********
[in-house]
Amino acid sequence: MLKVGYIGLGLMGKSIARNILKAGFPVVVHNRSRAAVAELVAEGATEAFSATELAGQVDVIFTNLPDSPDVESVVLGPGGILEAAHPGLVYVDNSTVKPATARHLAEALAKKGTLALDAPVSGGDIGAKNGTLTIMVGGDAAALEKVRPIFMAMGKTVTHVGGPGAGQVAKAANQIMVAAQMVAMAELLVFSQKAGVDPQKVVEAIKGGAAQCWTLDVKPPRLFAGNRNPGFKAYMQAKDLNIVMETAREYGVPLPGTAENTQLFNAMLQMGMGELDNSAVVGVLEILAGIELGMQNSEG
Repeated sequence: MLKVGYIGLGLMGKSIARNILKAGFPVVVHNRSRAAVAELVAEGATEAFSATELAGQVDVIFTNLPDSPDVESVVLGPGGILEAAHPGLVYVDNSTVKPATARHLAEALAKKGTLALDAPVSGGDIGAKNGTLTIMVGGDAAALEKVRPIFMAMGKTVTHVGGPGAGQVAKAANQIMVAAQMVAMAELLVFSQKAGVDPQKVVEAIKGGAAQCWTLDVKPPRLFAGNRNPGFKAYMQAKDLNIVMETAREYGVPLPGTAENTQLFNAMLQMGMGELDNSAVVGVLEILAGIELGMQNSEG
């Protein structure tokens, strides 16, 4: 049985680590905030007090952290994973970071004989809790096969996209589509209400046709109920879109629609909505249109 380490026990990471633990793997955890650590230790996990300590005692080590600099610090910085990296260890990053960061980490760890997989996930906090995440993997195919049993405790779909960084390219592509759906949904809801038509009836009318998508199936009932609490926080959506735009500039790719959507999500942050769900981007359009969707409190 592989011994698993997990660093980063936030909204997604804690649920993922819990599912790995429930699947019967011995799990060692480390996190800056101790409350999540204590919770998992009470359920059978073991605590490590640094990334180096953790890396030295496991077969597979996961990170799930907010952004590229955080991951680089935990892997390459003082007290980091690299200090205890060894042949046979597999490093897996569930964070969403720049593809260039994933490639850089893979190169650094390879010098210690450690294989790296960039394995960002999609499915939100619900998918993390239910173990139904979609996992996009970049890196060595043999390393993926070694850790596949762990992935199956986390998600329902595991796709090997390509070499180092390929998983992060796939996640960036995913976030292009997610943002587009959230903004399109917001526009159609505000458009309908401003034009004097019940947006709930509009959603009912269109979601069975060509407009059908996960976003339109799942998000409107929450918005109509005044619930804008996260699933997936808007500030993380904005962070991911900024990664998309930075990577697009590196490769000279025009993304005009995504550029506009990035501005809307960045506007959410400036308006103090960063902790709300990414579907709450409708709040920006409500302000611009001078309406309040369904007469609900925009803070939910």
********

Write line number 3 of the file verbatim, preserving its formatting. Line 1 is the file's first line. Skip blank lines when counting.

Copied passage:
Repeated sequence: MLKVGYIGLGLMGKSIARNILKAGFPVVVHNRSRAAVAELVAEGATEAFSATELAGQVDVIFTNLPDSPDVESVVLGPGGILEAAHPGLVYVDNSTVKPATARHLAEALAKKGTLALDAPVSGGDIGAKNGTLTIMVGGDAAALEKVRPIFMAMGKTVTHVGGPGAGQVAKAANQIMVAAQMVAMAELLVFSQKAGVDPQKVVEAIKGGAAQCWTLDVKPPRLFAGNRNPGFKAYMQAKDLNIVMETAREYGVPLPGTAENTQLFNAMLQMGMGELDNSAVVGVLEILAGIELGMQNSEG